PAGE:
SARAJEVO (Reuters) - Sarajevo’s prosecutor has launched an investigation into the alleged abuse of children with special needs at a state-run care home in Bosnia, after a lawmaker made public photographs and a video showing children tied to beds and radiators.
A protest in the Bosnian capital demanding the regional government take action drew several hundred people on Thursday. Nearly 2,000 people have meanwhile signed a complaint to the Sarajevo prosecutor about alleged abuse and neglect at the Pazaric care home, near the city.
Protesters in front of government buildings carried placards reading “Tie me if you dare” and “Children to schools, not chains”.
The prosecutor’s office said it has opened a case relating to the alleged abuses at the request of Federation Prime Minister Fadil Novalic.
Sabina Cudic, of the Nasa Stranka opposition party, shared the photographs and video in the parliament of the autonomous Bosniak-Croat Federation on Wednesday, describing conditions for the children at the home as “modern-day slavery”.
The home’s manager, who took over early this year, told a news conference on Wednesday that the photographs of the children had not been taken during his tenure and that care standards have improved, with a ban on “fixing” restraint.
Cudic told parliament that 27 out of 149 employees at the home were trained economists rather than qualified carers, and that night shifts were covered by only one person, often not medically trained.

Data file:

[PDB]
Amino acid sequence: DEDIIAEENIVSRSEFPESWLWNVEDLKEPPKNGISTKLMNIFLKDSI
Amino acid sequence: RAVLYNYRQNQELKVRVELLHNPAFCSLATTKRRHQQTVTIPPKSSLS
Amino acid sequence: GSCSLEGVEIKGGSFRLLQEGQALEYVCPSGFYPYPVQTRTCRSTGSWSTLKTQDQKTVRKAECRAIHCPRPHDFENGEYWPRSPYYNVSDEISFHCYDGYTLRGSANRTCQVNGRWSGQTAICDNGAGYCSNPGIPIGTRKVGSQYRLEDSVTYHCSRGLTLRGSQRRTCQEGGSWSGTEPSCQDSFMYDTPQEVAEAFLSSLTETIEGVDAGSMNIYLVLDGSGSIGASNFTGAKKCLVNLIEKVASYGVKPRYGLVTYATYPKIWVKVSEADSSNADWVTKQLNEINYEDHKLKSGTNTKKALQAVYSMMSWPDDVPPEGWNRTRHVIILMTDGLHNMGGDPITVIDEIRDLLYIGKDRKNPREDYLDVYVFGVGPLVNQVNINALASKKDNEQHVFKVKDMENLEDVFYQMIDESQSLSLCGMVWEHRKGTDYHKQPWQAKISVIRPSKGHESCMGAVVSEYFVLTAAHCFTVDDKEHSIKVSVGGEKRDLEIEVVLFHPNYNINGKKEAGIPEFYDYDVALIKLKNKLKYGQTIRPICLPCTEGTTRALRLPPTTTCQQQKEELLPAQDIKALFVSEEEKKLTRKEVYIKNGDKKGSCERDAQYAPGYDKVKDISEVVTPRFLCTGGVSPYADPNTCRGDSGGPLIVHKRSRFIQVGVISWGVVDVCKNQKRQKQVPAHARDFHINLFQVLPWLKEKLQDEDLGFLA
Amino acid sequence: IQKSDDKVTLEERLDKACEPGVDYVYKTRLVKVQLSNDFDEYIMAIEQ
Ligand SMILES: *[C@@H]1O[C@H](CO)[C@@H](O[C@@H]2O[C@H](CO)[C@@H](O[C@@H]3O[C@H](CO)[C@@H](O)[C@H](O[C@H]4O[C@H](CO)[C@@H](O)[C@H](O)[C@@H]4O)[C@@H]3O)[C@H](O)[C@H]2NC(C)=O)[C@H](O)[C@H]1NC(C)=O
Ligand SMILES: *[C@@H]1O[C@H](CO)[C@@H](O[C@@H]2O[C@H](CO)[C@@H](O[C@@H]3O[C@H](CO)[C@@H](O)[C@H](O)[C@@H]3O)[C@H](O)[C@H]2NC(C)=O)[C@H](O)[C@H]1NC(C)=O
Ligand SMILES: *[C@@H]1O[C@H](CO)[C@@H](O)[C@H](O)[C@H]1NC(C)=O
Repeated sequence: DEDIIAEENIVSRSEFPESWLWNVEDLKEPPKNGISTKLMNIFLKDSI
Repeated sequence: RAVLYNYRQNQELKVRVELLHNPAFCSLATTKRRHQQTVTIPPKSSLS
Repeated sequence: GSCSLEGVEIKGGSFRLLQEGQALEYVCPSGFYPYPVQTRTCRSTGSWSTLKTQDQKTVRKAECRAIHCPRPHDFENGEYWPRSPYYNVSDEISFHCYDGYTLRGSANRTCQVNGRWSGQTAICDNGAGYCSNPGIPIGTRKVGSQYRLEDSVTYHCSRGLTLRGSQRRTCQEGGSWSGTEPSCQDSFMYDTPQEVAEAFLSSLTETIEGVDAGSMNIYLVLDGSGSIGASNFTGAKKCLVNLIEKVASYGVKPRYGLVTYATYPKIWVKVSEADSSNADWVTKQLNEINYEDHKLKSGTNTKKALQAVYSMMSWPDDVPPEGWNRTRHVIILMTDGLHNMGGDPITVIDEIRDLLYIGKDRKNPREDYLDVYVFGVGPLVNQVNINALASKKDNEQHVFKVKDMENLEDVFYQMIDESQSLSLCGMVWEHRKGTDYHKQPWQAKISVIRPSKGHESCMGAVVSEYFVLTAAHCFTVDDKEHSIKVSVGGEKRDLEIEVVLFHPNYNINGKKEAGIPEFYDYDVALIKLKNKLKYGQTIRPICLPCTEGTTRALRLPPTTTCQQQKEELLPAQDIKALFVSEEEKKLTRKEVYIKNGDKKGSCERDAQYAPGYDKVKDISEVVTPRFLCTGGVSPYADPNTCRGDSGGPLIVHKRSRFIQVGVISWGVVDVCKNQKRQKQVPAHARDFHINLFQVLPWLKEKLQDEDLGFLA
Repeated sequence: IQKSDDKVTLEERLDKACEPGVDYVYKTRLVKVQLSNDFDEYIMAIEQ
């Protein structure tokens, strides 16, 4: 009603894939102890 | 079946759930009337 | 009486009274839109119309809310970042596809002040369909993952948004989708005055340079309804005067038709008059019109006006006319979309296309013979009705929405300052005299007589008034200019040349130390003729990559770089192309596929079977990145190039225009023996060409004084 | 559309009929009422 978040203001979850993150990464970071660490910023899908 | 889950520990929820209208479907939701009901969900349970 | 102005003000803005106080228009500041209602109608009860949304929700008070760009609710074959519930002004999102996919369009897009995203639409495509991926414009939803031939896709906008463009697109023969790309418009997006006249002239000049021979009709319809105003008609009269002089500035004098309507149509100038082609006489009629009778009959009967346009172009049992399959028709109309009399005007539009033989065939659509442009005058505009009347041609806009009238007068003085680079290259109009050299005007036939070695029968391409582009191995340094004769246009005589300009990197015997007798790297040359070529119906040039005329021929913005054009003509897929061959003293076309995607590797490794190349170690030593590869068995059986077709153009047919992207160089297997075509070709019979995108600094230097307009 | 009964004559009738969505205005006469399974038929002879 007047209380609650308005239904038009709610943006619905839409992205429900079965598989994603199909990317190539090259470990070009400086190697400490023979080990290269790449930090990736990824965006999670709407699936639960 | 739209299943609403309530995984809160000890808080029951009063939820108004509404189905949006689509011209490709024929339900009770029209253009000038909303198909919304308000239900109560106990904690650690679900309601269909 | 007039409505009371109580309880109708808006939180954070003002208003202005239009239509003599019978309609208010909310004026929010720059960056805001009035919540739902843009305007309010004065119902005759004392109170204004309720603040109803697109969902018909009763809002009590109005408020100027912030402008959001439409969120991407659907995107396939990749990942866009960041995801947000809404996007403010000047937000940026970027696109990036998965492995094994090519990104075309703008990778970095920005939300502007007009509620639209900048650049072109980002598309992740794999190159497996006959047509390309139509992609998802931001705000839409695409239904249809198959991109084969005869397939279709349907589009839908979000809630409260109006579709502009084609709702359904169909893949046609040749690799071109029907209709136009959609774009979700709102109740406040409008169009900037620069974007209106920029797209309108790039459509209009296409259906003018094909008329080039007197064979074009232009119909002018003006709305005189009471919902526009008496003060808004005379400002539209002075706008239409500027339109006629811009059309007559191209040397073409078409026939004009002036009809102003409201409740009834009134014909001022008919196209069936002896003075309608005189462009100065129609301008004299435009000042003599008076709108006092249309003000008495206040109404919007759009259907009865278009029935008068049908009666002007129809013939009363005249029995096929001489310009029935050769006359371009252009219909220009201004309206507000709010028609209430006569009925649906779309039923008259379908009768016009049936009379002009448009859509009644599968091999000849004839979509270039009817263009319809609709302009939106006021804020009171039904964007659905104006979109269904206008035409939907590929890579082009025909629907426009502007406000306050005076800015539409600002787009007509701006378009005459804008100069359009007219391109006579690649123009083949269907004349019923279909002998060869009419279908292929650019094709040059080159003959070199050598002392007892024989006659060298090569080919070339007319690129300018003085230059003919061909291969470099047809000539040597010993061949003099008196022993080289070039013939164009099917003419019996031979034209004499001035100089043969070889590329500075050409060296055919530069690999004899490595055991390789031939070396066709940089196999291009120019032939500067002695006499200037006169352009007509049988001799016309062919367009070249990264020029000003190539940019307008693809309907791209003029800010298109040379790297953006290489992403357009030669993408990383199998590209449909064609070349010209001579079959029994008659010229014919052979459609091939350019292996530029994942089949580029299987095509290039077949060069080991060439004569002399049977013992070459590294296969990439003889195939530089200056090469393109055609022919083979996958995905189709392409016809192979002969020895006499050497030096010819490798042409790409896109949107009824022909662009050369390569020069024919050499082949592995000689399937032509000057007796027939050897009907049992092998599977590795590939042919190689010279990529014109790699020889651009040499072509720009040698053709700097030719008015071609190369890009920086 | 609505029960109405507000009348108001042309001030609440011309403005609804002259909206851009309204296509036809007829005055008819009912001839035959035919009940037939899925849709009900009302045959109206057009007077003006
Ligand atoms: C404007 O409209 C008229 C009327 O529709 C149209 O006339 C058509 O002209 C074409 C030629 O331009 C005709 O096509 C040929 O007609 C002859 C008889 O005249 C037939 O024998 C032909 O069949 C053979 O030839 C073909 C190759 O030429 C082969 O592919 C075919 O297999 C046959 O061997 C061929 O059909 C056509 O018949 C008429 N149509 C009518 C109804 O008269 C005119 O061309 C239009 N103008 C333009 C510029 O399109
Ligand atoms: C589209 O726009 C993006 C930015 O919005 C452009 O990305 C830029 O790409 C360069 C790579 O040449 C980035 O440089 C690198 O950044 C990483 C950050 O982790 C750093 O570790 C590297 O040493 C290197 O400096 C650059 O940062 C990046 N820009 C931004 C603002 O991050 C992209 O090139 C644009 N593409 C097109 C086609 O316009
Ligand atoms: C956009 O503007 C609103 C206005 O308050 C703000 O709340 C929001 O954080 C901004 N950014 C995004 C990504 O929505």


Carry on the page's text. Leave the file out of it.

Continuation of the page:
An ombudsman, Jasminka Dzumhur, said her office had repeatedly warned about poor conditions in Bosnian care homes.
“We demand that professionals deal with our children -- this is only the beginning of our fight,” said Edo Celebic, representing parents of children with special needs at Thursday’s protest.
Lawmakers agreed after Cudic’s evidence to form a working group to collect evidence and to discuss its report next week.
The Pazaric home care has been under scrutiny for months over suspected historic financial misconduct. Some staff have been replaced but protesters said the government-appointed managing and supervisory board should also go.
The Council of Europe’s human rights commissioner, Dunja Mijatovic, said the abuse allegations were “profoundly shocking” and urged the authorities to bring those responsible to justice. The European Union’s delegation in Bosnia said it was appalled.
The scandal adds to acute public dissatisfaction with Bosnia’s health and care network and its inefficient multi-layered government system.
“The system does not support us, they give nothing to our children,” said Mirsada Begovic, a mother of a disabled child who was among protesters on Thursday.
Additional reporting by Daria Sito-Sucic; Editing by Catherine Evans
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